Fired CNN journalists speak out:
Kissinger, Powell demanded retraction of nerve gas report
13 July 1998
Two CNN producers fired for their role in the June 7 broadcast alleging the use of nerve gas by US forces during the Vietnam War told the World Socialist Web Site that Henry Kissinger and Colin Powell played key roles in a behind-the-scenes campaign to kill the story.
The program, a joint-production of CNN and Time magazine entitled "Valley of Death," concerned Operation Tailwind, a special forces incursion into Laos in September 1970. It presented interviews with some of the commandos involved in the attack, as well as retired Admiral Thomas Moorer, then the chairman of the Joint Chiefs of Staff, who acknowledged that the operation was aimed at killing US defectors and made use of deadly sarin nerve gas.
April Oliver, the lead producer of the program, and Jack Smith, senior CNN producer, spoke to the WSWS last Friday. Oliver called CNN's July 2 retraction of the program "spineless." Substantiating her charges of high-level pressure, she cited a conference call in which Richard Kaplan, CNN/USA president, complained about a "Colin Powell problem." Kaplan said Tom Johnson, CNN News Group's chairman, had received a call from the former chairman of the Joint Chiefs protesting against the broadcast. On another occasion, according to Oliver, Johnson said he had just gotten off the phone with Kissinger, who was Nixon's national security adviser in 1970.
Smith strongly confirmed Oliver's account of pressure from high-ranking government and military sources. "There was pressure from Kissinger," he said. "Powell was talking to the executive suite."
Oliver described a meeting with Moorer a day after the June 7 program. She had spent some eight hours interviewing the former Navy chief in preparing the report, and had submitted the entire script for his approval in advance of its airing. She was surprised that Moorer was moving to disavow his inverview within hours of the broadcast. "When I got there," she told the WSWS, "Moorer had a statement in his hand that he was supposed to read out. It had been faxed to him by Bacon." (Kenneth Bacon is the Pentagon press spokesman).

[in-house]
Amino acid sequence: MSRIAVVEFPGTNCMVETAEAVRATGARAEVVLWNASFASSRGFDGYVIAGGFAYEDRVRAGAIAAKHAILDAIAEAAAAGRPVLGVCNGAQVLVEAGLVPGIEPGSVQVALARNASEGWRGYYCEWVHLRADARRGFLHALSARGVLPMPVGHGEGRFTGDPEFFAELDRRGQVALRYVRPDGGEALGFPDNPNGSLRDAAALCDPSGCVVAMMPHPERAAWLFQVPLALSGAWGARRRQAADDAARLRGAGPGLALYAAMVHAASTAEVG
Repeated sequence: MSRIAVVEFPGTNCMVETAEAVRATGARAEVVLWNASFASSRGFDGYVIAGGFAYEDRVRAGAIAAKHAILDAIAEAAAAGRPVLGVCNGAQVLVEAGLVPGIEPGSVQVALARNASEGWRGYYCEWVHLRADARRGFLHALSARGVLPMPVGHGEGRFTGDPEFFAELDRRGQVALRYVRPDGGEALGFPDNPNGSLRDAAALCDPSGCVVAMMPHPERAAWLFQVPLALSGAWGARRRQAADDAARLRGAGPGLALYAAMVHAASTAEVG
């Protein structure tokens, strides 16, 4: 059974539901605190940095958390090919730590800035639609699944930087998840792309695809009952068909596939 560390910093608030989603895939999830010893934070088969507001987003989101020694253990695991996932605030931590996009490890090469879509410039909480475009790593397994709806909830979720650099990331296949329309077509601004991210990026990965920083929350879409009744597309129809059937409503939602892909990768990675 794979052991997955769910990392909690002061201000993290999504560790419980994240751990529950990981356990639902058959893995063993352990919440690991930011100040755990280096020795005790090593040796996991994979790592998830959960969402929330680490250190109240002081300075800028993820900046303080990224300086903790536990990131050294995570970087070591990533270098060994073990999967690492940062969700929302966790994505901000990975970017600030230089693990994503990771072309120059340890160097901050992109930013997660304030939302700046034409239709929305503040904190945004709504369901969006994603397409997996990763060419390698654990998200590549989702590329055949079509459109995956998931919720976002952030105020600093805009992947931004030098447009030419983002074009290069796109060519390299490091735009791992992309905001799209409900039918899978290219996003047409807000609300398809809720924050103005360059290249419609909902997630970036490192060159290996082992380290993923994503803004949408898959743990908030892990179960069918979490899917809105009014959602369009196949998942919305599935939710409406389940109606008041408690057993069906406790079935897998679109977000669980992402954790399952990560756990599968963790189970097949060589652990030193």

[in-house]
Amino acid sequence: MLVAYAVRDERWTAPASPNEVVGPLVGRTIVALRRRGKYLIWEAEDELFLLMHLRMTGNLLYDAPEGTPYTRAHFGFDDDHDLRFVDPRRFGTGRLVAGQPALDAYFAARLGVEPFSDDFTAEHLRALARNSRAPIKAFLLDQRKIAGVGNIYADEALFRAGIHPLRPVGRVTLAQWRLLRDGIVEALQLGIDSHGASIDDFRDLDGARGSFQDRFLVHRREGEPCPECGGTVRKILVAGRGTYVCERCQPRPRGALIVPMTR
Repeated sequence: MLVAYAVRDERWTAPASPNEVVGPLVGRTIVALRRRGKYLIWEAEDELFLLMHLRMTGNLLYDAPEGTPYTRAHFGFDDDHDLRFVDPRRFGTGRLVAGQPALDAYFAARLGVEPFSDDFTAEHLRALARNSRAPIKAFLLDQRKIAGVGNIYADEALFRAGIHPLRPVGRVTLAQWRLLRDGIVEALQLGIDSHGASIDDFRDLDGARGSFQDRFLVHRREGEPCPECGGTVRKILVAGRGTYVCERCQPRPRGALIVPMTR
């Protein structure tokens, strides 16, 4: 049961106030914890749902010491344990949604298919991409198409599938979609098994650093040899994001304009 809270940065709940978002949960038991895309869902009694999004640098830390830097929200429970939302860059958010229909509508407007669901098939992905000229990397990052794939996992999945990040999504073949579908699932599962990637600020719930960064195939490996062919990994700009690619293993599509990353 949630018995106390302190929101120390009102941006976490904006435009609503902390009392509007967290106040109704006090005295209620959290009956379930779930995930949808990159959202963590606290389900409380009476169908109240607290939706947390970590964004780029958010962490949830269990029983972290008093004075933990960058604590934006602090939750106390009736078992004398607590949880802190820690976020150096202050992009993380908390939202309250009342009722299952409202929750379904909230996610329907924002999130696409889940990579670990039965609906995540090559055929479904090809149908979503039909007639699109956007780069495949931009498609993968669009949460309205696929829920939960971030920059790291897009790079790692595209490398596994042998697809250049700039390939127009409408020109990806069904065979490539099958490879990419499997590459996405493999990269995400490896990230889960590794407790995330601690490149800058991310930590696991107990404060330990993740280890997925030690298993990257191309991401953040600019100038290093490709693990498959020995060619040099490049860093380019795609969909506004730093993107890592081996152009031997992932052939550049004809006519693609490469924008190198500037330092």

Oliver and Smith said they were preparing to publish a detailed reply to the review of "Valley of Death" by the attorney Floyd Abrams, who was commissioned by CNN to look into the program. On July 2 Abrams issued his report. It acknowledged that "Valley of Death" was based on exhaustive research and "considerable supportive data," and rejected any allegation that the producers falsified evidence. Nevertheless, Abrams claimed that the report's central allegations were "insupportable."
CNN and Time immediately retracted the report and issued public apologies. When Oliver and Smith refused to disavow the story and resign voluntarily, CNN fired them. A third CNN producer resigned under pressure and Pulitzer Prize-winning journalist Peter Arnett, who narrated the program, was reprimanded.
Oliver told the WSWS that Abrams' report was "prejudiced from the outset." Contrary to the network's characterization of the document as an independent review, she pointed out that it was co-authored by CNN's general counsel. "It was a vehicle to discredit the story," she said.
Oliver added that she and CNN had come under attack from two groups of ex-special forces commandos--the Special Forces Association and the Special Operations Association. Pressure from these groups had begun last year, after CNN broadcast a segment on its Impact program entitled "The Secret Warriors." This report, also produced by Oliver, was aired on September 14, 1997. It described activities in Southeast Asia from 1968 to 1970 of the same commando unit involved in Operation Tailwind, the Studies and Observations Group (SOG).
Speaking of this earlier report, Oliver said, " I interviewed Singlaub (Major General John Singlaub, ret., a former SOG commander), who talked about using chemical incapacitating agents that are sometimes lethal."
Asked if she had received any threats against her physical well-being, Oliver said she had not. But, she added, some of her sources in the June 7 Operation Tailwind story had gotten death threats.
Oliver acknowledged she had not anticipated the universal backing in the media for CNN's retraction, and the failure of any mass circulation newspaper, magazine or broadcast outlet to question its cave-in. "I thought that by putting the story out there, we would get good investigative journalists to continue digging around. Why, for example, does the Pentagon maintain that there were only two US defectors during the Vietnam War? Instead, it is being treated as a story about the media."
Jack Smith described how CNN gave the forces seeking to discredit the story free rein, while preventing those involved in its production a chance to respond. "They ordered us not to talk to the press," he said. "They gagged us for several weeks. We were left to bleed to death."
Asked about the implications of CNN's retraction, Smith said, "It paralyzes any investigative reporting pertaining to the secret army. We have to break through the paralysis imposed by CNN."
Fired journalists say CNN caved in to pressure
[10 July 1998]
CNN withdraws report on US use of nerve gas in Vietnam War
[3 July 1998]
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